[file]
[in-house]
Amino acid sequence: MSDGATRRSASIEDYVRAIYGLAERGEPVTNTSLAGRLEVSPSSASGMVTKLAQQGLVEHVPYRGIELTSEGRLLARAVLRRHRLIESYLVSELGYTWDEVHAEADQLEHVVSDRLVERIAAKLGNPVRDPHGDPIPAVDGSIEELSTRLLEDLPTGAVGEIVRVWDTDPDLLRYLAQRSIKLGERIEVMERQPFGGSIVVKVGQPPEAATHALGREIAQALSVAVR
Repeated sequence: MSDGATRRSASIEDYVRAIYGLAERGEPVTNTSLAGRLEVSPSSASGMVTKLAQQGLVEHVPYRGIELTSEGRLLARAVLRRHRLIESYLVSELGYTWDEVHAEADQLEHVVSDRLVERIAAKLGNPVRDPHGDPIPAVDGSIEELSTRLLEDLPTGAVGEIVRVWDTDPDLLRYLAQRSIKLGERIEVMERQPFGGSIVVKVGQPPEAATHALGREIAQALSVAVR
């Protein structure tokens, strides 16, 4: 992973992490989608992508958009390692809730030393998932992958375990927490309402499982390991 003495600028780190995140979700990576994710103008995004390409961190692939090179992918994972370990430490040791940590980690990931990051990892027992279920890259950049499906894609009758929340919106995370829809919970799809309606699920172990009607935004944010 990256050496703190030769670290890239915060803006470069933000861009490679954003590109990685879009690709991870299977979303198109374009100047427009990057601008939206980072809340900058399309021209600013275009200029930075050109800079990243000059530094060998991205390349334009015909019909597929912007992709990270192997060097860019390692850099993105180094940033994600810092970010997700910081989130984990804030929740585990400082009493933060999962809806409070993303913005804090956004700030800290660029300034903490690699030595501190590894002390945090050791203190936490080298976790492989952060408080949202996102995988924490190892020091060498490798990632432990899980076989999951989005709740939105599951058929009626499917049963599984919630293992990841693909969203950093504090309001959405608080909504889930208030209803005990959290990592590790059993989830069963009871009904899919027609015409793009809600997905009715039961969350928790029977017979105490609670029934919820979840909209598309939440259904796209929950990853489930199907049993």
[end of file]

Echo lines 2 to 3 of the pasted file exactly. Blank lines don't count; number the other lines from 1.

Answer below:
Amino acid sequence: MSDGATRRSASIEDYVRAIYGLAERGEPVTNTSLAGRLEVSPSSASGMVTKLAQQGLVEHVPYRGIELTSEGRLLARAVLRRHRLIESYLVSELGYTWDEVHAEADQLEHVVSDRLVERIAAKLGNPVRDPHGDPIPAVDGSIEELSTRLLEDLPTGAVGEIVRVWDTDPDLLRYLAQRSIKLGERIEVMERQPFGGSIVVKVGQPPEAATHALGREIAQALSVAVR
Repeated sequence: MSDGATRRSASIEDYVRAIYGLAERGEPVTNTSLAGRLEVSPSSASGMVTKLAQQGLVEHVPYRGIELTSEGRLLARAVLRRHRLIESYLVSELGYTWDEVHAEADQLEHVVSDRLVERIAAKLGNPVRDPHGDPIPAVDGSIEELSTRLLEDLPTGAVGEIVRVWDTDPDLLRYLAQRSIKLGERIEVMERQPFGGSIVVKVGQPPEAATHALGREIAQALSVAVR